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Dietz: Can you analyze the state of the Pac-12 right now?

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11/30 Pac-12 Championships

Byron Murphy Jr. receives the Pac-12 Championship MVP award from Pac-12 commissioner Larry Scott.

Wow, that’s a pretty loaded question right now. But, as with most Pac-12 coaches at their bowl press conferences have found out, it is one that they should be expected at this point.

With news breaking of Pac-12 Commissioner Larry Scott and the conference looking to potentially seek private equity partners, it seems like the Pac-12 is in a rut that it is desperately trying to dig itself out of. Compound that with the Woodie Dixon targeting situation and the conference’s abysmal 1-8 bowl record a season ago, and you’ll start turning the country’s heads. And not in the ways that you want to.

In fact, if you haven’t already, go read the Oregonian’s four-part series on how bad the conference is doing right now if you’re a glutton for punishment. It’s a fun ride.

Washington head coach Chris Petersen was asked this question during the Rose Bowl head coaches press conference this morning, and supplied this answer:

“I don’t know. There’s been a lot of talk about all those things, and everybody’s just trying to do the best they can and win games. I think that’s — the analyzing of where these conferences are, sometimes it’s cyclical. And I don’t think coaches think that much about it. They’re just trying to do the best they can with the team that’s put in front of you, and put your best foot forward.”

Washington also happens to be the last Pac-12 school to make the College Football Playoff, in 2016. For the past two seasons, a Pac-12 school hasn’t really come close to even being considered for a playoff position.

“To have the kids having their A game every Saturday is really hard to do in the competitive environment that we all play in,” Petersen said. “And for those teams that can do it, then they need to go to that playoff, and then there’s going to be some teams that are right there that are probably just as deserving and you have got to make subjective decisions on who goes. And that can be hard.”

Sure, that might be the case with Ohio State, who was a one-loss Big Ten champion, but Washington this season, at three losses, and USC a season ago at two losses weren’t even in the running for the subjective decision.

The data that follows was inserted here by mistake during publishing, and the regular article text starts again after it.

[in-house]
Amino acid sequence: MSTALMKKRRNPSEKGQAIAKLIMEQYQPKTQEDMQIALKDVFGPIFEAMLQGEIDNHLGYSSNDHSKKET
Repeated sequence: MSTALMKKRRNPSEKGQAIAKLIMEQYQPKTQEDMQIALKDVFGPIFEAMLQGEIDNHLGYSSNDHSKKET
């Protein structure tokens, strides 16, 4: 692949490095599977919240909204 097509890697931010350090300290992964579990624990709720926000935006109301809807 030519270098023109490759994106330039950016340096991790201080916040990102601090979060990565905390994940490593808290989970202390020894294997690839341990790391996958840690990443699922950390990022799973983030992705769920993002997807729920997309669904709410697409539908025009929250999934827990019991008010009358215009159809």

However, six games, the 2018 postseason is looking pretty good, at least compared to last 2017. After starting the bowl season 0-2, with Arizona State losing to Fresno State and then Cal losing the interception-fest that was the Cheez-It Bowl, the conference has rattled off their first three bowl wins of the season.

First, it was Washington State, while disappointed to be in the Alamo Bowl, defeating Big 12 representative Iowa State. Then, in the action today, Stanford had a come-from-behind victory against ACC Coastal Division champion Pittsburgh, Oregon scored a single touchdown and beat the Big Ten’s Michigan State. While sometimes the games didn’t look pretty, wins are wins.

Utah’s loss to Northwestern wasn’t a good one, especially given its lead and collapse in the third quarter, but the Utes were minus their starting quarterback and tailback, Pac-12 runner up is an impressive feat.

The best of the Pac-12 North was able to fair well against some of the best in other conferences, which bodes well for Washington tomorrow.

Unlike last season, Washington won’t be carrying the Pac-12’s hopes into its New Year’s Six bowl game. With wins against two conference runners up and another ranked team in Iowa State, the Pac-12 has shown this season that a win against Stanford, Washington State and Oregon actually does mean something for other conference teams.

Sure, the Pac-12 South didn’t have a great bowl season (only two eligible teams, and both ASU and Utah lost), but the North has won every game except one (Cal), and won the conference once again.  

And at this point, the Pac-12 will take anything it can get.  

Reach Assistant Sports Editor Alec Dietz at Twitter: @AlecDietz

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